Across China: Face-changing terracotta warrior lights up street in Xi'an
XI'AN, Feb. 8 (Xinhua) -- Oops, they did it again!
The iconic terracotta warriors in China have hit the headlines once more. This time around, a face-changing warrior sculpture drew crowds on a street in northwest China.
The bust of a giant terracotta warrior was recently found in the city center in Xi'an, capital of Shaanxi Province. Different from the terracotta warrior army's stone faces, the sculpture's face seemed to be installed with high-tech lights, changing into different human faces as the lights varied.
The sculpture became an instant hit, with many tourists vying to take pictures with it.
Behind the warrior was a small room with a computer, a camera and a chair. Tourists could have their picture taken, which would then be processed and projected onto the face of the sculpture.
Many curious visitors tried the new experience by smiling, smirking or making faces in front of the camera, which was shown on the sculpture's face. While some of the online population praised the novel idea, some chastised it for "damaging traditional culture."
Jiao Yang, an official who helped build the project, said that their intention was "to help tourists feel Shaanxi's culture through entertainment and interaction."
Li Quansheng, the sculpture's chief designer, said he went to see the terracotta warriors once but found them too "poker-faced."
"The spin-off products on the market all have similar 'cold faces,'" Li said. "There is no fun or any interaction."
After being presented in the city center for a while, the sculpture has been moved to culture garden for improvement and will be displayed to the public at a later date.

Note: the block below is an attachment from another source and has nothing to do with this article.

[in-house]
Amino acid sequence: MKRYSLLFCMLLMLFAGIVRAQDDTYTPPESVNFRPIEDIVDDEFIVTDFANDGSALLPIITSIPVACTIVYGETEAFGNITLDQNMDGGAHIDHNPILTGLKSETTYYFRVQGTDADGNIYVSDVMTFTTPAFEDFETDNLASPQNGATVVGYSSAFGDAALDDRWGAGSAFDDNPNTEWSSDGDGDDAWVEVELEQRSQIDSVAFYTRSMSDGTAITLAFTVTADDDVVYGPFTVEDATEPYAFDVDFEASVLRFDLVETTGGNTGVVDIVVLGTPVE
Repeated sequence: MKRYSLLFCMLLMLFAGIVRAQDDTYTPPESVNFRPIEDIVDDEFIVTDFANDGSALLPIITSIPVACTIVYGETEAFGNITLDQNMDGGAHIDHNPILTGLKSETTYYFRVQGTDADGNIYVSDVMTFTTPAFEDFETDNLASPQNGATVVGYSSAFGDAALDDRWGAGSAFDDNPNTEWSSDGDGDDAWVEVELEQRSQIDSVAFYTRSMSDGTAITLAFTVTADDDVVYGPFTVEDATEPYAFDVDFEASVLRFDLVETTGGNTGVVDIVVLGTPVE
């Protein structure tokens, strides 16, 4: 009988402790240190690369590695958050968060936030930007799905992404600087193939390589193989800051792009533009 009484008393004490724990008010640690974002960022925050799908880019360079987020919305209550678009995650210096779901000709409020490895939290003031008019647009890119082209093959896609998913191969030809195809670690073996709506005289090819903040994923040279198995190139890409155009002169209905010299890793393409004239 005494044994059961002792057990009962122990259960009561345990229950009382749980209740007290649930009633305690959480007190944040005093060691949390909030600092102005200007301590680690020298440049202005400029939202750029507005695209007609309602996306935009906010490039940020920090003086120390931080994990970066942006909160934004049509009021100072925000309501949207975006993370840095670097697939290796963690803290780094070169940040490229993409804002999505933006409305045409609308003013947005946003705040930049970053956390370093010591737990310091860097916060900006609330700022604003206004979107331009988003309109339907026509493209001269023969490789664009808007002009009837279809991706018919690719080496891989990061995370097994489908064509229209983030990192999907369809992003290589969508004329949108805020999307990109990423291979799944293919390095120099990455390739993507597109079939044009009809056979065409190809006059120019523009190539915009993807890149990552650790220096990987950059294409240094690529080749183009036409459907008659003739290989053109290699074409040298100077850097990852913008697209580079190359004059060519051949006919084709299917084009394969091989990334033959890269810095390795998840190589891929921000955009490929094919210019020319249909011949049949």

Discovered in 1974, the army is one of China's biggest tourist attractions, drawing hundreds of thousands of visitors each year. It was built by Emperor Qinshihuang of the Qin Dynasty (221 B.C.-207 B.C.), who unified China for the first time.
This is not the first time the warriors have generated headlines recently.
Last month, a piece of terracotta warrior-shaped chocolate went viral after a user on microblog Sina Weibo uploaded a picture of a kneeling, dark-colored "chocolate knight." "Believe it or not, this is a piece of chocolate in Xi'an," said Weibo user Weikeduociwei. Some netizens even posted pictures of other terracotta warrior-shaped items in Xi'an, including a hotpot with sediment in the shape of the warriors. Also in January, a hotel in Xi'an caused a stir by offering life-sized terracotta sculptures in its rooms. The hotel owner, Guo Zhihua, placed more than 200 warrior replicas in the three hotel rooms. The sculptures, appearing to be watching attentively, are under the beds, in the wash basins, in front of toilet seats and in the walls. Tiles and pillowcases are also painted with images of the stern-faced soldiers.
"As the bed light shines through a specially-coated cover, the images of the warrior formations multiply so that the guests can feel like an emperor reviewing his troops," Guo said. Guo's rooms, which cost 100 to 200 U.S. dollars a night, have drawn thousands of visitors from 30 countries and regions since the hotel opened in 2008 when Beijing hosted the Summer Olympics. "I was banking on growing interest in Chinese history," Guo said. Xi'an is a popular tourist site. During the three-day New Year holiday, the city received 2.45 million tourists, up 17.16 percent year on year. Tourists spent 983 million yuan (146 million U.S. dollars), up 24.24 percent.